As an HR professional, you’re expected to understand compliance and take steps to help ensure your company is protected from risk. With laws and regulations changing practically overnight, you’ve got a heavy load to bear. But, compliance is a vital element of any company’s ongoing success, whether it’s a small startup or a multi-billion-dollar corporation. Without a solid focus on compliance, businesses are at risk of being penalized with fines, lawsuits, bankruptcy, and, ultimately, closure.
If you’re maintaining your employee records in outdated, cobbled-together software, or worse, in an Excel spreadsheet, it’s highly likely that you’re not generating the reports you need to keep your company out of hot water. From accurate timekeeping and payroll and tax updates to consistent recordkeeping and detailed reports, HR technology should be a top priority to help you confidently manage compliance.
Top 3 Potential Human Resources Compliance Pitfalls
The three big areas of HR where failing to maintain proper records can get you in trouble are:
As the recruitment industry has evolved, so has its regulatory landscape. Between the EEOC, OFCCP, DOL, and other governing bodies, new rules are constantly being issued that tighten the reins around employers. Furthermore, as hiring activities have moved online, a Pandora’s box of recruitment compliance has been opened that can be nearly impossible to navigate.
Recruitment compliance is especially challenging for smaller and medium sized employers where resources are tight and HR is responsible for all people-related processes. It takes an informed, disciplined team armed with the right tools to ensure that compliance is addressed successfully.
Although it is the responsibility of all employers to practice non-discriminatory hiring practices, once your company employs more than 15 workers, this responsibility becomes enforceable by law under the EEOC. The EEOC is the governing body that administers the federal laws and regulations that prohibit, “discrimination against a job applicant or an employee because of the person’s race, color, religion, sex (including pregnancy, gender identity, and sexual orientation), national origin, age (40 or older), disability or genetic information.”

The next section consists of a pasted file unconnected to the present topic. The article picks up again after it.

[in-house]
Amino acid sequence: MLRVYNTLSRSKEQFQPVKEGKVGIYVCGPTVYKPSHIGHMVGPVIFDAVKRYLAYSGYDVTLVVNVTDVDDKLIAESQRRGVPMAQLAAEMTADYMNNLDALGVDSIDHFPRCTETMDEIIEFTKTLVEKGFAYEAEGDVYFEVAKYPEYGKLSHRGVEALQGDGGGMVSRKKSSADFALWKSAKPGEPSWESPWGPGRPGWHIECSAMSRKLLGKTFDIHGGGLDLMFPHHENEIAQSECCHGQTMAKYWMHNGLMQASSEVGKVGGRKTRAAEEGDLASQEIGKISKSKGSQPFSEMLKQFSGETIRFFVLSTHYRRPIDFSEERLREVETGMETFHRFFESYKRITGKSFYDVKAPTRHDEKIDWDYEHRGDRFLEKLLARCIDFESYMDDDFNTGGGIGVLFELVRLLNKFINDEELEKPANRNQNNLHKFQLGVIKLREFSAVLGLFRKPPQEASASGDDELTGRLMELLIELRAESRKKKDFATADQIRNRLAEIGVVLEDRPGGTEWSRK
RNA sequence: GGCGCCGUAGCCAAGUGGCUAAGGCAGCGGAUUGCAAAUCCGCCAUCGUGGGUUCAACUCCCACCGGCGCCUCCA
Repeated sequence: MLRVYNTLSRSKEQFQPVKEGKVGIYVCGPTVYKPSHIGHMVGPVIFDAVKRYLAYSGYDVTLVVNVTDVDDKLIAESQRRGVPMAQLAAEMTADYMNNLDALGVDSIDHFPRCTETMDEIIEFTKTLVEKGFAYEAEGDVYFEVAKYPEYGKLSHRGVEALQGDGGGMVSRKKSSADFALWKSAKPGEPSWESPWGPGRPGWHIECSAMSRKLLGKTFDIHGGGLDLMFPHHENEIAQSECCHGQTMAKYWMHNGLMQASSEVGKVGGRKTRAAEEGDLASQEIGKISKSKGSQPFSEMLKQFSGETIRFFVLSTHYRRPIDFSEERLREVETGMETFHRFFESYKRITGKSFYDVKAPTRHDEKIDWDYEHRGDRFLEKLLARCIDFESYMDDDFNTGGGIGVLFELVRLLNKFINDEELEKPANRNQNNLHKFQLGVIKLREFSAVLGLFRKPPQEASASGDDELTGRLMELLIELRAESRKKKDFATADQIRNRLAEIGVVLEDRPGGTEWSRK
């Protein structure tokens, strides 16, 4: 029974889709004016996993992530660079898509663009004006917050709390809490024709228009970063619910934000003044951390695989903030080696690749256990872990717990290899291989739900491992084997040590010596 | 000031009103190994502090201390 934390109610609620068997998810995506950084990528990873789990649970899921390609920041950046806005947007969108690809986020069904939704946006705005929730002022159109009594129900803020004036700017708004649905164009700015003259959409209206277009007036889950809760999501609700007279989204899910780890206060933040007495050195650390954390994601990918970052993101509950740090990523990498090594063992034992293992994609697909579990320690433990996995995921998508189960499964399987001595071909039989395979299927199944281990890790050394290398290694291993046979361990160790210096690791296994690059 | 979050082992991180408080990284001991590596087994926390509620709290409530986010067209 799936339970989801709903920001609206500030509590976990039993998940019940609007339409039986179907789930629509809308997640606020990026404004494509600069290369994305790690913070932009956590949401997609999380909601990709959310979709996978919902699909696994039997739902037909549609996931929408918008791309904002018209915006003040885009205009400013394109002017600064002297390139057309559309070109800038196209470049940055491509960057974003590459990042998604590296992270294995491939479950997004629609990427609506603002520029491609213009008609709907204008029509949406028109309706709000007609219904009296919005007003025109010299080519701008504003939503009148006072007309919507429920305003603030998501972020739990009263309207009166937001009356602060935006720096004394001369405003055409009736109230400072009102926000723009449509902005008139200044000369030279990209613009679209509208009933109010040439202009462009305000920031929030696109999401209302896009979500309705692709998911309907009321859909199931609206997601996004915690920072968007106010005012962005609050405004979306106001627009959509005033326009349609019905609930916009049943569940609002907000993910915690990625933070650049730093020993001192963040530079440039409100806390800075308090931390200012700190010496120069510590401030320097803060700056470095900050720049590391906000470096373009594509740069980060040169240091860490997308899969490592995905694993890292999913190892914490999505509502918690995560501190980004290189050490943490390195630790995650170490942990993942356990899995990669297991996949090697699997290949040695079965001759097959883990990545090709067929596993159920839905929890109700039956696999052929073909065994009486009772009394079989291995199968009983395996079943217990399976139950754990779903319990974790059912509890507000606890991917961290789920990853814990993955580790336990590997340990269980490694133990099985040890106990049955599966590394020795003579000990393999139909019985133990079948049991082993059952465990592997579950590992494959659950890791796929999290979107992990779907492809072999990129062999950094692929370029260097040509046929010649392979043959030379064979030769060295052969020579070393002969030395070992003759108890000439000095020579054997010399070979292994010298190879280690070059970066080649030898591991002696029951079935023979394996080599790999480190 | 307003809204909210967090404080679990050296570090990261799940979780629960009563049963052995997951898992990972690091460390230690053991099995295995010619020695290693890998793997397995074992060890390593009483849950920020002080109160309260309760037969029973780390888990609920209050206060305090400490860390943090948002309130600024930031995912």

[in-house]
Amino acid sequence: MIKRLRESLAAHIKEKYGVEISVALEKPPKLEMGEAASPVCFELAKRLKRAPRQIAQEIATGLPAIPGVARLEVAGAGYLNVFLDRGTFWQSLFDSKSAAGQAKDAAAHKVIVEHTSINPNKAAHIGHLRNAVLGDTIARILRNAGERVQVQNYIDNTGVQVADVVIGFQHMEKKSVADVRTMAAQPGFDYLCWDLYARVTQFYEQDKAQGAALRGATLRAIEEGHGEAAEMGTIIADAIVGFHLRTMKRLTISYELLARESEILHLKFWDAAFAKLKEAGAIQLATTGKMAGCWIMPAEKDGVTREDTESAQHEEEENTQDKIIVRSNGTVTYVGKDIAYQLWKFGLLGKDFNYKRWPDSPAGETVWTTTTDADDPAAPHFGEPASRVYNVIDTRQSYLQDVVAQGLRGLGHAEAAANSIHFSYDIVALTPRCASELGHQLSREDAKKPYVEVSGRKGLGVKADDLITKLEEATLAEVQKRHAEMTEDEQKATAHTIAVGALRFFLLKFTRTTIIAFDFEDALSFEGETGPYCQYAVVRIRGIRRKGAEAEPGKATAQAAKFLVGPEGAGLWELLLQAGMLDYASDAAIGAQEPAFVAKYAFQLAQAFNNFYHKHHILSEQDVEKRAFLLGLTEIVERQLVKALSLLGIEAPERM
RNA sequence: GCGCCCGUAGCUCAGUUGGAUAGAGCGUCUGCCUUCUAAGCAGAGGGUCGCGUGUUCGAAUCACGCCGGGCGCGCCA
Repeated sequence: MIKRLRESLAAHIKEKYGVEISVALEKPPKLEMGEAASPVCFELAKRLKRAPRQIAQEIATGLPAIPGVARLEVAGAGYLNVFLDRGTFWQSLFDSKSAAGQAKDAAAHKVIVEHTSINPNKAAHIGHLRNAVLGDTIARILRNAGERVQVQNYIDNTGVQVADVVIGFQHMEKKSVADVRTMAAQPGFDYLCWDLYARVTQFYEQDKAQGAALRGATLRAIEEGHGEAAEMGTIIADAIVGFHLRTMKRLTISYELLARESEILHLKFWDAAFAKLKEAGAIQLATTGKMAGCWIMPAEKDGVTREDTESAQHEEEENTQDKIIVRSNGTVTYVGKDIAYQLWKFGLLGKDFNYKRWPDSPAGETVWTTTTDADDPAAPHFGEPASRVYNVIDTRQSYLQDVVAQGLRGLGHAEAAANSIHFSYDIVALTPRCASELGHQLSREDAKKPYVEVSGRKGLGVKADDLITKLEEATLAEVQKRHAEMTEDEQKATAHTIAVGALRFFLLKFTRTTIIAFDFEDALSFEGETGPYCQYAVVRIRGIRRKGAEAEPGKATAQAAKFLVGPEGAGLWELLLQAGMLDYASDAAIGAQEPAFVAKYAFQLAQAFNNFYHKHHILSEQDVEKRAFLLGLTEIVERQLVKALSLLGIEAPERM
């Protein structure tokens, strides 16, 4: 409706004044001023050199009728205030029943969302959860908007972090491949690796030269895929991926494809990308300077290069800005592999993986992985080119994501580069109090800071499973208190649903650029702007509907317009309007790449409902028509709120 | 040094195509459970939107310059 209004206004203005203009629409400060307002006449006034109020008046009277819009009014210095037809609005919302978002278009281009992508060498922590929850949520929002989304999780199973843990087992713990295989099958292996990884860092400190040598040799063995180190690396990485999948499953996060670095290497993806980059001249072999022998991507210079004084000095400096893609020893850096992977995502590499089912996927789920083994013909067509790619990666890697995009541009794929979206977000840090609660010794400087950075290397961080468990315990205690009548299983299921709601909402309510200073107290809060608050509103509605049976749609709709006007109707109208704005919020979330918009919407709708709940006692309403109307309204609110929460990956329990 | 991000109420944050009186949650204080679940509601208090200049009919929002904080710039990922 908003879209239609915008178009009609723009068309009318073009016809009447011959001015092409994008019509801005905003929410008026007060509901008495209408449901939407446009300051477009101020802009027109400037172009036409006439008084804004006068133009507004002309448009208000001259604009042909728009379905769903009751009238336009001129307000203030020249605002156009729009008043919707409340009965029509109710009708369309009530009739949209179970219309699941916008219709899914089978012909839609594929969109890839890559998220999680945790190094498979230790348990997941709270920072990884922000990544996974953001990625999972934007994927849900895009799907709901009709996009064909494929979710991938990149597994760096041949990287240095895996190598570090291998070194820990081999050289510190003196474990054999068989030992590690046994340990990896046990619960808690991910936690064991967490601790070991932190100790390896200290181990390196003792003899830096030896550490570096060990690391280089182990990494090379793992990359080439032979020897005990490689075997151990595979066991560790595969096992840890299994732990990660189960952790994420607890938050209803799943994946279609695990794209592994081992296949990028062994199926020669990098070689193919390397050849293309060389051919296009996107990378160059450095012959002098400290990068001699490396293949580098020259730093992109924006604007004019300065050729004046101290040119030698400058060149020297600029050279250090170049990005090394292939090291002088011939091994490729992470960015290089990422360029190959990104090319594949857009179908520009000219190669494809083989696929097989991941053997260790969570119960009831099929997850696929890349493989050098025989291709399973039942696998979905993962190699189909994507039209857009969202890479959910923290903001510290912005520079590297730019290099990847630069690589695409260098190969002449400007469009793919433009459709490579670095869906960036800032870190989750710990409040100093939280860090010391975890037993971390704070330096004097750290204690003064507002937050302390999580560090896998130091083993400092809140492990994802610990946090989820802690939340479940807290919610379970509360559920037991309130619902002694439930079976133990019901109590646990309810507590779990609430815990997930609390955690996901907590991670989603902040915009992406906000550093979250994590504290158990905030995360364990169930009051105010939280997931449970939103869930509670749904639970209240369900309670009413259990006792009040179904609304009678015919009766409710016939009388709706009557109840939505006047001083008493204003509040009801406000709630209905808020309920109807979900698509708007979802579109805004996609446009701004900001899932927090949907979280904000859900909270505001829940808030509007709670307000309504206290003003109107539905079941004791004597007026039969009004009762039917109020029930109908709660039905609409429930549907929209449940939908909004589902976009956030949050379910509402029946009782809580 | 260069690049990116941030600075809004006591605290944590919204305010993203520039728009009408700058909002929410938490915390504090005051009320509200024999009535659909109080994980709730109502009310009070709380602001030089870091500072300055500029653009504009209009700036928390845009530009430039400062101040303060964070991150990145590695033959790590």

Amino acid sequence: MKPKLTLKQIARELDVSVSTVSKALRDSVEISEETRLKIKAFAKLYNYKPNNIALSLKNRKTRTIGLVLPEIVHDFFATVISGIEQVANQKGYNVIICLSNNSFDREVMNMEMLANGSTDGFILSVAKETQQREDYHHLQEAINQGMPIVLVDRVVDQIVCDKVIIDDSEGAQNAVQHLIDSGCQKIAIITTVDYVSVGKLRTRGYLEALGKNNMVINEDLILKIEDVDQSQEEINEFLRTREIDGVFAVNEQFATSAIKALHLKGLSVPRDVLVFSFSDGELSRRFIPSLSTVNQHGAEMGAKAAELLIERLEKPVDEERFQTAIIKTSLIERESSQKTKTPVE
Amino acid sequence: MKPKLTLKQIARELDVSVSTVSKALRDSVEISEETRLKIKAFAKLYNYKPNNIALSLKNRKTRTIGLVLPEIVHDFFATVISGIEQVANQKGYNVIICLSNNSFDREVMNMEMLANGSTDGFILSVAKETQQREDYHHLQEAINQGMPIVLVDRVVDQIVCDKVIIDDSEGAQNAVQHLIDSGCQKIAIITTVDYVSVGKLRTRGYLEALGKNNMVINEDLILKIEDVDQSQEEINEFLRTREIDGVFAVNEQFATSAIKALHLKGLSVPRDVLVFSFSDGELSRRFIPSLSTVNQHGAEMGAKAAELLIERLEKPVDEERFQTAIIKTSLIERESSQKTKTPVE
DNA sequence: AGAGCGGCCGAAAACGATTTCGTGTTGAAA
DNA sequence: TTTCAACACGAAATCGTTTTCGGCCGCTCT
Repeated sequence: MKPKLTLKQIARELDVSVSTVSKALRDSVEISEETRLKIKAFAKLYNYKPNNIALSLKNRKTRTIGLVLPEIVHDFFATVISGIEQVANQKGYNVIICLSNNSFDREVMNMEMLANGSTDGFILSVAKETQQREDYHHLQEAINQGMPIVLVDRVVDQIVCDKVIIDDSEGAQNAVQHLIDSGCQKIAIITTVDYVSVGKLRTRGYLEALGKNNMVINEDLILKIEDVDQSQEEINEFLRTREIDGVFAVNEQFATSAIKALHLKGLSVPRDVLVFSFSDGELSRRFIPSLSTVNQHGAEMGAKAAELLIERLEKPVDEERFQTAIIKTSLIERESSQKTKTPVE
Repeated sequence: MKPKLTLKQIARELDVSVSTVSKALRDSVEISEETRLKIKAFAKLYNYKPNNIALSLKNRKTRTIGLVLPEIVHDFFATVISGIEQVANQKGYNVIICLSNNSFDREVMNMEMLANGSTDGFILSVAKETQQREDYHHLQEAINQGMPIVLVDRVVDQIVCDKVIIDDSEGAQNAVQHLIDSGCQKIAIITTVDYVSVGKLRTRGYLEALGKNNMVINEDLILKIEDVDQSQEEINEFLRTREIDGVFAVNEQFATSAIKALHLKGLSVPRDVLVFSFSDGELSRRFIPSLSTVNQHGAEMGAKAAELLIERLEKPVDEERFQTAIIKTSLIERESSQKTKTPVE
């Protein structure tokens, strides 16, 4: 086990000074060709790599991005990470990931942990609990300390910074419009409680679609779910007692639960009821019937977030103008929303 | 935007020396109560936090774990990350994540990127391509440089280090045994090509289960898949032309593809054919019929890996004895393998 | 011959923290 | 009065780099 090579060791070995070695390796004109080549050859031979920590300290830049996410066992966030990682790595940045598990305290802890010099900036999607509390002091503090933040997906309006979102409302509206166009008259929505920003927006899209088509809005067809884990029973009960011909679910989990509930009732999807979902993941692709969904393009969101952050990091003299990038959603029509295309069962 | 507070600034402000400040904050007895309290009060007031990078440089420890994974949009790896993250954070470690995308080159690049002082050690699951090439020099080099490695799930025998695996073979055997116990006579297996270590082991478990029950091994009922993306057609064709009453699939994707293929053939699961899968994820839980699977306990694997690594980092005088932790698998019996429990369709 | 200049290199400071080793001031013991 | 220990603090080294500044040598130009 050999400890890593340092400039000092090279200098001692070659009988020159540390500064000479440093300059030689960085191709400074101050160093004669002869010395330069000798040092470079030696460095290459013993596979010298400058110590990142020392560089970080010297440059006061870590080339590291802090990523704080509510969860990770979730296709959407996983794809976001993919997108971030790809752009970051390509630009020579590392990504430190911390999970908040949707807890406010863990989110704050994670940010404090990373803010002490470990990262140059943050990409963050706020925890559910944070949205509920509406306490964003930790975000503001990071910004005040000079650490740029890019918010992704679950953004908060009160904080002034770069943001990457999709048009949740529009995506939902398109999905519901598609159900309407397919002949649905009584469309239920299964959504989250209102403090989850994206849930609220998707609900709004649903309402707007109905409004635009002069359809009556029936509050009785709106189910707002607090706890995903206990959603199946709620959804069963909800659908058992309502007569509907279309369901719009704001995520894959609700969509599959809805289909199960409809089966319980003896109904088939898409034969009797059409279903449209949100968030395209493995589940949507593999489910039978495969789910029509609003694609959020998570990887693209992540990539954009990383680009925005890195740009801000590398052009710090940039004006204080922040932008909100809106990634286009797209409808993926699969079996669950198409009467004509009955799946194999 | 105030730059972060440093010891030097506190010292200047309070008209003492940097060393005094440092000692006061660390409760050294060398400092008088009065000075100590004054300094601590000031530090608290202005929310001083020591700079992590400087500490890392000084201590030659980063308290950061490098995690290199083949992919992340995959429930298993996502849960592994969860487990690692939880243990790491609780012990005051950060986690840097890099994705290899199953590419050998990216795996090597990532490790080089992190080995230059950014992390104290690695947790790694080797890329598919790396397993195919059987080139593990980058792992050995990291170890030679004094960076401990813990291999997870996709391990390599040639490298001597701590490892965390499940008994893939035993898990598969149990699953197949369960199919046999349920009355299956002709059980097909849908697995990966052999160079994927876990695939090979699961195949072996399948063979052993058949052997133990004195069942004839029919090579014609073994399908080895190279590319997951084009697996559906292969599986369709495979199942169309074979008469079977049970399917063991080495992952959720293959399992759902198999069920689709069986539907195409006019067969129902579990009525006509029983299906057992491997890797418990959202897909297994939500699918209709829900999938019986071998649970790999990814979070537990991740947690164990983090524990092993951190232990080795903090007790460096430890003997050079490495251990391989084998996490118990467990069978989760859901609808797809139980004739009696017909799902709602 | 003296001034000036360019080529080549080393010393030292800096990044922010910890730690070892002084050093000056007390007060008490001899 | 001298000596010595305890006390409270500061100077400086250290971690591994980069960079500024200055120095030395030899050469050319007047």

To remain compliant with the EEOC, you should have a solid understanding of their prohibited policies and practices. Those companies that fail to comply with the EEOC can face stiff fines and penalties. In 2016, the EEOC reported evaluating 97,443 charges and secured more than $482 million in monetary damages against employers.
How HR Software Can Help: Having a unified HR and payroll solution means that the majority of the information you need to resolve an EEOC dispute is readily available: training administration, performance management, and employee development. Having these reports instantly accessible increases efficiency so you’re not wasting time photocopying employee files, benefit manuals, payroll records, attendance files and organizing the information you need.
Office of Federal Contract Compliance Programs (OFCCP)
Beyond the EEOC, compliance guidelines become even more stringent for federal contractors under the OFCCP. The three major laws enforced by the OFCCP are:
- Executive Order 11246 – Prohibits Federal contractors and subcontractors, “from discriminating in employment decisions on the basis of race, color, religion, sex, sexual orientation, gender identity or national origin. The Executive Order also requires Government contractors to take affirmative action to ensure that equal opportunity is provided in all aspects of their employment.”
- Section 503 of the Rehabilitation Act of 1973 – Stipulates that Federal contractors must take affirmative action “to hire, retain, and promote qualified individuals with disabilities. The regulations implementing Section 503 make clear that this obligation to take affirmative steps includes the duty to refrain from discriminating in employment against qualified individuals on the basis of disability.”